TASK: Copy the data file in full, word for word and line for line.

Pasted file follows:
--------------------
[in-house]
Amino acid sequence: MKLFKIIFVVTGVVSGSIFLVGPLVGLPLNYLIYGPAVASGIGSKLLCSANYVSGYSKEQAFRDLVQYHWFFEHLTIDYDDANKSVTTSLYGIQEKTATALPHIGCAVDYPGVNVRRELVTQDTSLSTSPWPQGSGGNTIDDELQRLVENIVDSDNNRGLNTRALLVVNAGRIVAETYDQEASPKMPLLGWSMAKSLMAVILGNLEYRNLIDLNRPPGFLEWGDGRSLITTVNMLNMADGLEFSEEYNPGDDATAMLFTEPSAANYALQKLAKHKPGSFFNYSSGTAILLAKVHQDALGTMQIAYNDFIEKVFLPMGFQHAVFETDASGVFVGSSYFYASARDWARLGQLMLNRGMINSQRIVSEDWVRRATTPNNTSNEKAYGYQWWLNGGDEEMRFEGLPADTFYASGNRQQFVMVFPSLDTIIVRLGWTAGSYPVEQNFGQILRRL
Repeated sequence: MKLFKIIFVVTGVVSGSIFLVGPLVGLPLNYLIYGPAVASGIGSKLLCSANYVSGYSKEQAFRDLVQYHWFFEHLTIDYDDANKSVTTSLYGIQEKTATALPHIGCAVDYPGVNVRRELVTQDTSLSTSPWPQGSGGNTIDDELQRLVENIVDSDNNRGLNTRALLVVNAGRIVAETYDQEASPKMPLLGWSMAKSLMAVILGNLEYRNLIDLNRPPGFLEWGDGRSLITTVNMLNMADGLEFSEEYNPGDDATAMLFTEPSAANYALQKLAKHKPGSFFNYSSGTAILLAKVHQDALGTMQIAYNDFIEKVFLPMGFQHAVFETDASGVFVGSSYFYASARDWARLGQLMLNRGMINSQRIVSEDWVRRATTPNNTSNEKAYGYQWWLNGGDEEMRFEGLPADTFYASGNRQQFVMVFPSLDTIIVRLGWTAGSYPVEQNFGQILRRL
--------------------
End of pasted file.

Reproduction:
[in-house]
Amino acid sequence: MKLFKIIFVVTGVVSGSIFLVGPLVGLPLNYLIYGPAVASGIGSKLLCSANYVSGYSKEQAFRDLVQYHWFFEHLTIDYDDANKSVTTSLYGIQEKTATALPHIGCAVDYPGVNVRRELVTQDTSLSTSPWPQGSGGNTIDDELQRLVENIVDSDNNRGLNTRALLVVNAGRIVAETYDQEASPKMPLLGWSMAKSLMAVILGNLEYRNLIDLNRPPGFLEWGDGRSLITTVNMLNMADGLEFSEEYNPGDDATAMLFTEPSAANYALQKLAKHKPGSFFNYSSGTAILLAKVHQDALGTMQIAYNDFIEKVFLPMGFQHAVFETDASGVFVGSSYFYASARDWARLGQLMLNRGMINSQRIVSEDWVRRATTPNNTSNEKAYGYQWWLNGGDEEMRFEGLPADTFYASGNRQQFVMVFPSLDTIIVRLGWTAGSYPVEQNFGQILRRL
Repeated sequence: MKLFKIIFVVTGVVSGSIFLVGPLVGLPLNYLIYGPAVASGIGSKLLCSANYVSGYSKEQAFRDLVQYHWFFEHLTIDYDDANKSVTTSLYGIQEKTATALPHIGCAVDYPGVNVRRELVTQDTSLSTSPWPQGSGGNTIDDELQRLVENIVDSDNNRGLNTRALLVVNAGRIVAETYDQEASPKMPLLGWSMAKSLMAVILGNLEYRNLIDLNRPPGFLEWGDGRSLITTVNMLNMADGLEFSEEYNPGDDATAMLFTEPSAANYALQKLAKHKPGSFFNYSSGTAILLAKVHQDALGTMQIAYNDFIEKVFLPMGFQHAVFETDASGVFVGSSYFYASARDWARLGQLMLNRGMINSQRIVSEDWVRRATTPNNTSNEKAYGYQWWLNGGDEEMRFEGLPADTFYASGNRQQFVMVFPSLDTIIVRLGWTAGSYPVEQNFGQILRRL